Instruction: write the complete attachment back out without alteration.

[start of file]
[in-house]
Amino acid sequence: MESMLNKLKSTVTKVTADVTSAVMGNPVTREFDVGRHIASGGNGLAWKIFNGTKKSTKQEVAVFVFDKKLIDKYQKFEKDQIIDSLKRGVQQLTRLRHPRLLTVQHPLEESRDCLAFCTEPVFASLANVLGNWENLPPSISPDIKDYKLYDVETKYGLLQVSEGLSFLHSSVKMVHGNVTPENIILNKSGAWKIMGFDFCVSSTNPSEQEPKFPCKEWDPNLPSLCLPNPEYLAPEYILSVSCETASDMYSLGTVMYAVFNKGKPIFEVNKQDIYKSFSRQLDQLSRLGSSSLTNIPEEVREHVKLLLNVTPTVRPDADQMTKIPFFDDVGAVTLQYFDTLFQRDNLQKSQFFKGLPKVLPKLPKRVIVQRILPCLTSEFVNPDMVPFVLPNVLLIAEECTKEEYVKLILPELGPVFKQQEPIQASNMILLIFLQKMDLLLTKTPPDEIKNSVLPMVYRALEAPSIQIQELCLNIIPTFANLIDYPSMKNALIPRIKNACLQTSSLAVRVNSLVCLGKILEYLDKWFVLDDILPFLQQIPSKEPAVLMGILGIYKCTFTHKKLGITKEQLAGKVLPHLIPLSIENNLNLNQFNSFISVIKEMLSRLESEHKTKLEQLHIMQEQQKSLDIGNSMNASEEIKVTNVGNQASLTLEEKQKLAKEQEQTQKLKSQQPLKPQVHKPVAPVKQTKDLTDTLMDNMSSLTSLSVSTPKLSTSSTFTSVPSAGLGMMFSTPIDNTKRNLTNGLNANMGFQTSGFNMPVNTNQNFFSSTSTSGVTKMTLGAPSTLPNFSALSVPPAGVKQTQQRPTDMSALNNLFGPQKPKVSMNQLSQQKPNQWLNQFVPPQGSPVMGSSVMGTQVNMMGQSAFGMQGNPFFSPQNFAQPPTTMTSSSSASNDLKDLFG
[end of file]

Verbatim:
[in-house]
Amino acid sequence: MESMLNKLKSTVTKVTADVTSAVMGNPVTREFDVGRHIASGGNGLAWKIFNGTKKSTKQEVAVFVFDKKLIDKYQKFEKDQIIDSLKRGVQQLTRLRHPRLLTVQHPLEESRDCLAFCTEPVFASLANVLGNWENLPPSISPDIKDYKLYDVETKYGLLQVSEGLSFLHSSVKMVHGNVTPENIILNKSGAWKIMGFDFCVSSTNPSEQEPKFPCKEWDPNLPSLCLPNPEYLAPEYILSVSCETASDMYSLGTVMYAVFNKGKPIFEVNKQDIYKSFSRQLDQLSRLGSSSLTNIPEEVREHVKLLLNVTPTVRPDADQMTKIPFFDDVGAVTLQYFDTLFQRDNLQKSQFFKGLPKVLPKLPKRVIVQRILPCLTSEFVNPDMVPFVLPNVLLIAEECTKEEYVKLILPELGPVFKQQEPIQASNMILLIFLQKMDLLLTKTPPDEIKNSVLPMVYRALEAPSIQIQELCLNIIPTFANLIDYPSMKNALIPRIKNACLQTSSLAVRVNSLVCLGKILEYLDKWFVLDDILPFLQQIPSKEPAVLMGILGIYKCTFTHKKLGITKEQLAGKVLPHLIPLSIENNLNLNQFNSFISVIKEMLSRLESEHKTKLEQLHIMQEQQKSLDIGNSMNASEEIKVTNVGNQASLTLEEKQKLAKEQEQTQKLKSQQPLKPQVHKPVAPVKQTKDLTDTLMDNMSSLTSLSVSTPKLSTSSTFTSVPSAGLGMMFSTPIDNTKRNLTNGLNANMGFQTSGFNMPVNTNQNFFSSTSTSGVTKMTLGAPSTLPNFSALSVPPAGVKQTQQRPTDMSALNNLFGPQKPKVSMNQLSQQKPNQWLNQFVPPQGSPVMGSSVMGTQVNMMGQSAFGMQGNPFFSPQNFAQPPTTMTSSSSASNDLKDLFG